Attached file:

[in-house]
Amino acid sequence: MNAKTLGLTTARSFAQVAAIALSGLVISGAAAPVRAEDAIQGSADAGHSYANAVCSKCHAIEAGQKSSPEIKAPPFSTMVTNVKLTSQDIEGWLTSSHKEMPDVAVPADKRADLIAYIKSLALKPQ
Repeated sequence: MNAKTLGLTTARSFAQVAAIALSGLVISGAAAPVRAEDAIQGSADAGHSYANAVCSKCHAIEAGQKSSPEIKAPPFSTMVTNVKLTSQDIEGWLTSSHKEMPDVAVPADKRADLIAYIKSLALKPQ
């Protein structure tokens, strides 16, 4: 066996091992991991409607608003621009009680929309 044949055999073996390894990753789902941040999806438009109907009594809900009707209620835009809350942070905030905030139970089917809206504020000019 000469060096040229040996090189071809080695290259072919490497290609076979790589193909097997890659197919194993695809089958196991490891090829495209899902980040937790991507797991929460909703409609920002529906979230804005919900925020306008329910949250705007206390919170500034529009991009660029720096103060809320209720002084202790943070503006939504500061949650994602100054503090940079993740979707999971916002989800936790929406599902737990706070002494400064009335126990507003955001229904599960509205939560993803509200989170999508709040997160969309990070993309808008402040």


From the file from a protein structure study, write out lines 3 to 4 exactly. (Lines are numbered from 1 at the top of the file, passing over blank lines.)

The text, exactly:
Repeated sequence: MNAKTLGLTTARSFAQVAAIALSGLVISGAAAPVRAEDAIQGSADAGHSYANAVCSKCHAIEAGQKSSPEIKAPPFSTMVTNVKLTSQDIEGWLTSSHKEMPDVAVPADKRADLIAYIKSLALKPQ
């Protein structure tokens, strides 16, 4: 066996091992991991409607608003621009009680929309 044949055999073996390894990753789902941040999806438009109907009594809900009707209620835009809350942070905030905030139970089917809206504020000019 000469060096040229040996090189071809080695290259072919490497290609076979790589193909097997890659197919194993695809089958196991490891090829495209899902980040937790991507797991929460909703409609920002529906979230804005919900925020306008329910949250705007206390919170500034529009991009660029720096103060809320209720002084202790943070503006939504500061949650994602100054503090940079993740979707999971916002989800936790929406599902737990706070002494400064009335126990507003955001229904599960509205939560993803509200989170999508709040997160969309990070993309808008402040």